Chancellor's Awards for Public Service

Each year, the Chancellor recognizes students, staff, faculty and community partnerships that embody UC Berkeley's proud tradition of public service and commitment to improving our local and global community. Nominations for 2016–2017 are due March 8, 2017 at 5pm. More information.
Othering & Belonging Conference header
We are pleased to announce three new confirmed speakers for our upcoming Othering & Belonging Conference: Tarell Alvin McCraney, playwright and director, whose play the movie Moonlight was based on; acclaimed photographer and video artist LaToya Ruby Frazier; and Zephyr Teachout, law professor and political activist, who ran for Governor of New York and Congress. See our full list of speakers here and sign up for our Othering & Belonging mailing list for the latest updates.  Click here for more information about registration or go here to register directly.
Tarell Alvin McCraney photo
Tarell Alvin McCraney is best known for his acclaimed trilogy, The Brother/Sister Plays which include The Brothers Size, In the Red and Brown Water, and Marcus; or the Secret of Sweet.  Tarell’s play In Moonlight Black Boys Look Blue is the basis for the film Moonlight directed by Barry Jenkins, which has won a Golden Globe for Best Drama, NAACP Image Award for Best Independent Film, and the Human Rights Campaign’s Visionary Arts Award. The film has also been nominated for a BAFTA Award, and 8 Academy Awards including Best Adapted Screenplay for McCraney and Jenkins. Tarell is the recipient of a MacArthur "Genius" Grant, the Whiting Award, Steinberg Playwright Award, the Evening Standard Award, the New York Times Outstanding Playwright Award, the Paula Vogel Playwriting Award, the Windham Campbell Award, and a Doris Duke Artist Award. He was the International Writer-in-Residence for the Royal Shakespeare Company from 2008-2010, and a former resident playwright at New Dramatists.  He is an ensemble member at Steppenwolf Theatre Company and a member of Teo Castellanos/D-Projects in Miami. Tarell is a graduate from the New World School of the Arts, the Theatre School at DePaul University, and the Yale School of Drama. He was recently named the new Chairman of the Playwriting Department at the Yale School of Drama, as well as Playwright in Residence at Yale Repertory Theater.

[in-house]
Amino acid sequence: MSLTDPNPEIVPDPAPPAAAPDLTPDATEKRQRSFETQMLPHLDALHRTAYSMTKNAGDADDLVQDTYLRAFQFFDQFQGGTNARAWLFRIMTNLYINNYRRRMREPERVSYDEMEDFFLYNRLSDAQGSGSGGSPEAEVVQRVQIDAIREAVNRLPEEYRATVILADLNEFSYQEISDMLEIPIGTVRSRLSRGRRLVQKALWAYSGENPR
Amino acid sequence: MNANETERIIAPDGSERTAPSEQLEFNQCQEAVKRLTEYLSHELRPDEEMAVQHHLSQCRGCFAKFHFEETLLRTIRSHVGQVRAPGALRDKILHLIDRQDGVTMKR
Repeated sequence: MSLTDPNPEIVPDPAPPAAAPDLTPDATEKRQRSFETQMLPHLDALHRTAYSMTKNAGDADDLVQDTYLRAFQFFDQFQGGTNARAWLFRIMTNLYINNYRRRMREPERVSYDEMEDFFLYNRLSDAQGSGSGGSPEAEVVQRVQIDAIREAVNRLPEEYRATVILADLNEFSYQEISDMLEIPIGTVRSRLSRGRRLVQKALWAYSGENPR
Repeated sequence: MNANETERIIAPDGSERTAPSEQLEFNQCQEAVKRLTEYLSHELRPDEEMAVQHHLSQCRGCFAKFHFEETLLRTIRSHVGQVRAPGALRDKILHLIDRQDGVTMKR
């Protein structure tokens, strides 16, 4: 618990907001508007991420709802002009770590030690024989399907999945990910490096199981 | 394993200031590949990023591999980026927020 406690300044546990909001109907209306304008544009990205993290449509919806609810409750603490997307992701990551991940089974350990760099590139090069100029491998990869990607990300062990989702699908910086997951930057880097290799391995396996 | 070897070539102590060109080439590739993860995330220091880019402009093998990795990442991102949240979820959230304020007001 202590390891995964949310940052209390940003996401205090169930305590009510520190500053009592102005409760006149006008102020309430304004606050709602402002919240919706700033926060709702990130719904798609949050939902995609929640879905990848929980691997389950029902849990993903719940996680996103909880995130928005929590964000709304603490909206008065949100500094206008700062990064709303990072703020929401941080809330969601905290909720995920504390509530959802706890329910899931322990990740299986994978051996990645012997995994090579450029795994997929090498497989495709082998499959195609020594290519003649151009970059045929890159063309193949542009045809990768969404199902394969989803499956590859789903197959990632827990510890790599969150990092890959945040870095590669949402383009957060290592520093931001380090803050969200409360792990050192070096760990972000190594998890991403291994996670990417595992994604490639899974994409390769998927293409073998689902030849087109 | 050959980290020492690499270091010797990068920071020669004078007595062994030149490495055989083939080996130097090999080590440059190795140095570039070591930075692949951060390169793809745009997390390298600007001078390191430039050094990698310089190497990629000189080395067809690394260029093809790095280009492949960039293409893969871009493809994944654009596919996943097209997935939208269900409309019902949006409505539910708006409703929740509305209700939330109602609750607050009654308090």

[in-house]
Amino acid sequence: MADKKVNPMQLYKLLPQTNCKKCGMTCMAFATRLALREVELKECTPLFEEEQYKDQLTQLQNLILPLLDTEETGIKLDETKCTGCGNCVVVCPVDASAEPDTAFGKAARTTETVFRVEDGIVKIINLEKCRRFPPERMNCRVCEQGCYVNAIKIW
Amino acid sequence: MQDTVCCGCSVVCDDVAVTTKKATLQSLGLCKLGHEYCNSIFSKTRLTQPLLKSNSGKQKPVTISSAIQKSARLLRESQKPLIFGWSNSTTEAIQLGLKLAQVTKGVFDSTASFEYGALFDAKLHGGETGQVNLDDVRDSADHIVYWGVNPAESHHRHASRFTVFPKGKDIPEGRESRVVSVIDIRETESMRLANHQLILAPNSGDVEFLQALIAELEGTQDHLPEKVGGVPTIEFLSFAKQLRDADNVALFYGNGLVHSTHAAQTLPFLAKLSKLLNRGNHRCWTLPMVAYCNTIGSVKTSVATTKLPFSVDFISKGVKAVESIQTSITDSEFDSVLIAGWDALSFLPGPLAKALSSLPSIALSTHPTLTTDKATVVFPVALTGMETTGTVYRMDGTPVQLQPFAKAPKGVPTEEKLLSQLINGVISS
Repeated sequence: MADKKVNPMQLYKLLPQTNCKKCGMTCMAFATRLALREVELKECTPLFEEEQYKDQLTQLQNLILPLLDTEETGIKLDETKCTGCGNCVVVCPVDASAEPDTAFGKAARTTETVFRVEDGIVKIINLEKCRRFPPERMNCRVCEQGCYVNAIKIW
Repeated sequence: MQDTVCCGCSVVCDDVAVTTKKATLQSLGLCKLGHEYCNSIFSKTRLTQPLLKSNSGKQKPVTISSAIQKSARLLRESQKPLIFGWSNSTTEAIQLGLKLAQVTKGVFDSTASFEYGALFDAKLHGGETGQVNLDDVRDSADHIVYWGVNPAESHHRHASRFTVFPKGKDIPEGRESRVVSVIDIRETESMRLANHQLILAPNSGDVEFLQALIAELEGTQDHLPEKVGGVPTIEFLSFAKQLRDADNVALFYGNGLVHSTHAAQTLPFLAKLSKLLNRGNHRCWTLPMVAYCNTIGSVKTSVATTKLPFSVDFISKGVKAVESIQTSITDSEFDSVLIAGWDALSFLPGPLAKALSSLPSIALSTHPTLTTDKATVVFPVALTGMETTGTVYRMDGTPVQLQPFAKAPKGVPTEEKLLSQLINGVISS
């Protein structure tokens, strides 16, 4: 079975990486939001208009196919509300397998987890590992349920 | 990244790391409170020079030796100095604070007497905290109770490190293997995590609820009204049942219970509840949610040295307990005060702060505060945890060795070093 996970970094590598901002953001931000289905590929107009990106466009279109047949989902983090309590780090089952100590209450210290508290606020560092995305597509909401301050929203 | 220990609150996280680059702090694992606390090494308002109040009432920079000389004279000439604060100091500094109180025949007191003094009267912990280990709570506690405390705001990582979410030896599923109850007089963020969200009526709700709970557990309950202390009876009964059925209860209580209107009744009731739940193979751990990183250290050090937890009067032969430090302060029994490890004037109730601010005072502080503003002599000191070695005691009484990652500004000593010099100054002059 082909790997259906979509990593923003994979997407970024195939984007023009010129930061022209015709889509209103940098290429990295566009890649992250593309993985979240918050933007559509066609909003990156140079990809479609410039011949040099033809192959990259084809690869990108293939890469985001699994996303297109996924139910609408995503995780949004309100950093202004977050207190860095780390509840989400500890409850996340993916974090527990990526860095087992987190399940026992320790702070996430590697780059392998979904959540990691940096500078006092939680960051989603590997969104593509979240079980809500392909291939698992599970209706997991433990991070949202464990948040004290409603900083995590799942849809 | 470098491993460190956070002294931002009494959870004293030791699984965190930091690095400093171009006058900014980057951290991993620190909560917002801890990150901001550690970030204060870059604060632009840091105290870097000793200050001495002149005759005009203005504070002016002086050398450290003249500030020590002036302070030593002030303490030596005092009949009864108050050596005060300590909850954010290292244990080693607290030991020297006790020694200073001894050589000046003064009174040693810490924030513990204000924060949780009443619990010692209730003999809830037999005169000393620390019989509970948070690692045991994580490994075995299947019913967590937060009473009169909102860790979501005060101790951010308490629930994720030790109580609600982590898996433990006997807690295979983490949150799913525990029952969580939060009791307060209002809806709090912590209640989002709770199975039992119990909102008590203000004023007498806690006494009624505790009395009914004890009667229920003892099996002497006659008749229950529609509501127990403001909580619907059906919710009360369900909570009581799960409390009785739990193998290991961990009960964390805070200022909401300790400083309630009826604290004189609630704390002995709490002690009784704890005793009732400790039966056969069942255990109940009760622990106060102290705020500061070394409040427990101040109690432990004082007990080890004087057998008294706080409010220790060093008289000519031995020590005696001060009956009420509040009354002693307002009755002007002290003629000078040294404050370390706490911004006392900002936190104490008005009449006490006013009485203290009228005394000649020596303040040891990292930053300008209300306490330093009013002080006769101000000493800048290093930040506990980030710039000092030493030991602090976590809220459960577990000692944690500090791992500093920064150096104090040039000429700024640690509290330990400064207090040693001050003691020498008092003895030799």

LaToya Ruby Frazier is a Visual Artist and TED Fellow who works in photography, video, and performance art to build visual archives that address industrialism, rustbelt revitalization, environmental justice, healthcare inequity, and family and communal history. Her first book The Notion of Family received the International Center for Photography Infinity Award. Frazier has received the MacArthur "genius grant" for her work and the John Simon Guggenheim Memorial Foundation Fellowship. 
Zephyr Teachout photo
Zephyr Teachout is a law professor, author, and political activist. Her book Corruption in America explores the deep meaning of corruption in American history. She ran for Governor of New York and Congress, and is very involved in local rural organizing. She is currently working on a book about monopolies.